Daily Reflection

When we got bored during a high school religion class, we would try to tie our teacher up in a theological tangle like whether it counted to baptize a baby with orange juice in a car that broke down in the desert. With luck, we could kill a class period.

This came to mind when I read today’s gospel. In it the Sadducees try to trap Jesus by asking him who a woman is married to after death when she’s had more than one husband. Unlike some of my more hapless teachers, Jesus sidesteps the nonsense.

He in effect, tells them that their question is irrelevant to God. “And he is not God of the dead but of the living for to him all are alive.” Your point is moot because people are alive after death. Bravo Jesus!

The Sadducees aren’t the only ones who have expected God to judge people’s adherence to their rules. I grew up in a Catholic culture that was almost as obsessed with legalistic trivia as they were.

• If you were distracted during the priest’s communion (easy to do when his back was turned to you), had you missed Mass?

• Could you eat beans on Friday if a tiny piece of pork floated in the can even if you removed it?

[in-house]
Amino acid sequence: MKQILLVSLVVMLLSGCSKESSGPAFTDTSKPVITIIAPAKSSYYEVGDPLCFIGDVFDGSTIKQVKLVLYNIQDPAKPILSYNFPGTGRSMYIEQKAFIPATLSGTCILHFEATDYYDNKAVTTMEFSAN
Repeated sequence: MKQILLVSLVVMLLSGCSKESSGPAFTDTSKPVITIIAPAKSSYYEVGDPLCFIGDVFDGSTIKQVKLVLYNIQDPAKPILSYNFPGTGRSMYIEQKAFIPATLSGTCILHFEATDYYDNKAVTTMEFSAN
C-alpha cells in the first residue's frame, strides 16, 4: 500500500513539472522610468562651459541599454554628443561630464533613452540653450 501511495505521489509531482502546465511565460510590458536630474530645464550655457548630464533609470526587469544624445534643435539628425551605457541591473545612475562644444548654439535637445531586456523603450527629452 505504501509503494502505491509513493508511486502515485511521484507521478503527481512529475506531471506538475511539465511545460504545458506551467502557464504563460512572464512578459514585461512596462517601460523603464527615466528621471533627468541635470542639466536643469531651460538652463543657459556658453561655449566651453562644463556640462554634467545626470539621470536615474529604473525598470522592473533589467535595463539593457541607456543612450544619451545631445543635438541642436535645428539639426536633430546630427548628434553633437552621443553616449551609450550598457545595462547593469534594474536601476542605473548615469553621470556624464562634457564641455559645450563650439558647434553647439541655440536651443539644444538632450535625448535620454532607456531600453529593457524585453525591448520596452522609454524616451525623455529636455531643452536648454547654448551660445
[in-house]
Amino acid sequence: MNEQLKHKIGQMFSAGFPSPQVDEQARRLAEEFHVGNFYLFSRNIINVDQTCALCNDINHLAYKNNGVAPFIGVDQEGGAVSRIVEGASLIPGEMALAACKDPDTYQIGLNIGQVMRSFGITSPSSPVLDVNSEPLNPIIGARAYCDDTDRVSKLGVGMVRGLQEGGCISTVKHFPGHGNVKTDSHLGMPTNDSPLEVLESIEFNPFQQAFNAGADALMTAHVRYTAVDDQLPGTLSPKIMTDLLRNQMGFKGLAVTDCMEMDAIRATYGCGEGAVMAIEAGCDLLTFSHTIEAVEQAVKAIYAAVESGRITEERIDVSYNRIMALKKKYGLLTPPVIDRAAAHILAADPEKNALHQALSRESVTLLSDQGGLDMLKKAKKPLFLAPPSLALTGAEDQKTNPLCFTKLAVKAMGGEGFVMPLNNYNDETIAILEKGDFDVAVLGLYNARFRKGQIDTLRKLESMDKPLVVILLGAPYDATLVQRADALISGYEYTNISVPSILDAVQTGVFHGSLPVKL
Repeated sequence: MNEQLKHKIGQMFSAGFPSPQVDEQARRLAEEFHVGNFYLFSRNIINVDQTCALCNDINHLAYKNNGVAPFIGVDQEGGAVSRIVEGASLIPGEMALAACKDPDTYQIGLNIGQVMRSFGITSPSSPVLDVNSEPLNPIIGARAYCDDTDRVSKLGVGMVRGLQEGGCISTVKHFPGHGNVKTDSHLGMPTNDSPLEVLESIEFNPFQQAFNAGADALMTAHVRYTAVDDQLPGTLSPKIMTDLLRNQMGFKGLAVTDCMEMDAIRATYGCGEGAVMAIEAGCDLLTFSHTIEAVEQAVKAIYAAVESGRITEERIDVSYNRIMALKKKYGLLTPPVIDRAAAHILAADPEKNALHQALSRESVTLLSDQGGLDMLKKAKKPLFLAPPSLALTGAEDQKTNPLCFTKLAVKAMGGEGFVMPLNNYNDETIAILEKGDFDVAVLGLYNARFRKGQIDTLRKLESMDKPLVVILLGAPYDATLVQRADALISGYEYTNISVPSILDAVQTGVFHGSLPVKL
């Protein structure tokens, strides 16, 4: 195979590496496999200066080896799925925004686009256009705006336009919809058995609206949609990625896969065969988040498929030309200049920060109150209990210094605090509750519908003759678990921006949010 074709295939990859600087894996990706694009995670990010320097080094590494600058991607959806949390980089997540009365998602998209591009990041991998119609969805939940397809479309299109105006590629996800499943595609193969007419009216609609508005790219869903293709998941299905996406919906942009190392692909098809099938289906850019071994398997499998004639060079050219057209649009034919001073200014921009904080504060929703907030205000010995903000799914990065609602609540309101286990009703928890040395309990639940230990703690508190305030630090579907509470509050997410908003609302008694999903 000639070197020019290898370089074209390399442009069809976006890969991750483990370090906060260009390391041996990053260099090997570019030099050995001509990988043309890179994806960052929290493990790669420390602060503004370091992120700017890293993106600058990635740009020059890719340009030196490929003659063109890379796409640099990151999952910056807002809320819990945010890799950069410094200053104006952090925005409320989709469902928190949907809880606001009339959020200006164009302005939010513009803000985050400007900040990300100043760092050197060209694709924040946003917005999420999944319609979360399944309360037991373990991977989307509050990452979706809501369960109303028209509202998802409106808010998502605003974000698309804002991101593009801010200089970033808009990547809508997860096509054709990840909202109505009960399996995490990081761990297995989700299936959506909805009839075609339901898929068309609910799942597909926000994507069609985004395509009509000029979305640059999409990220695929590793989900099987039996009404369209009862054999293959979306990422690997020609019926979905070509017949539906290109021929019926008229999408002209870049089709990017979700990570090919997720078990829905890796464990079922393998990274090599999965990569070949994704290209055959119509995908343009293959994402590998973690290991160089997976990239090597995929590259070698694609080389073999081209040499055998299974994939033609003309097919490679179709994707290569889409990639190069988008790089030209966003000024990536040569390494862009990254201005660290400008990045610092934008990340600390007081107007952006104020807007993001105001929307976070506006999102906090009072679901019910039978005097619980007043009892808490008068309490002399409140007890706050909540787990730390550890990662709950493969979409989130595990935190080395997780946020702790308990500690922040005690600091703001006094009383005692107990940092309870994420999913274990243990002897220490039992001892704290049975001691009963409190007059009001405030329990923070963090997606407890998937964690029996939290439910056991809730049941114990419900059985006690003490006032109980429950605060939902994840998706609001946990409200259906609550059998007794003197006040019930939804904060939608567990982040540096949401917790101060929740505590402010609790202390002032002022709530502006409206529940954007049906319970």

• Would you spend time in purgatory for talking in church?

• If you were female was it sinful not to wear a hat in church?

This looks silly in retrospect but we took such questions pretty seriously in the 1950’s.

Today’s gospel teaches us that God is concerned about big issues like those in the two great commandments about loving him and our neighbor, not our own peculiar rules.  Probably God cares no more whether a Muslim eats a piece of bacon than he does if I have a hamburger on a Friday in Lent.

When I picture God judging me, I hope he doesn’t nail me for all my garden variety faults. Yes, I gossiped. Yes, I lost my temper etc.

I HOPE God will be concerned with things that Ignatian spirituality asks us to focus on like whether we have tried to be men and women for and with others or tried to change the world for the good.

Today Jesus asks us to consider if we are asking the right questions so that our concerns align more closely with God’s.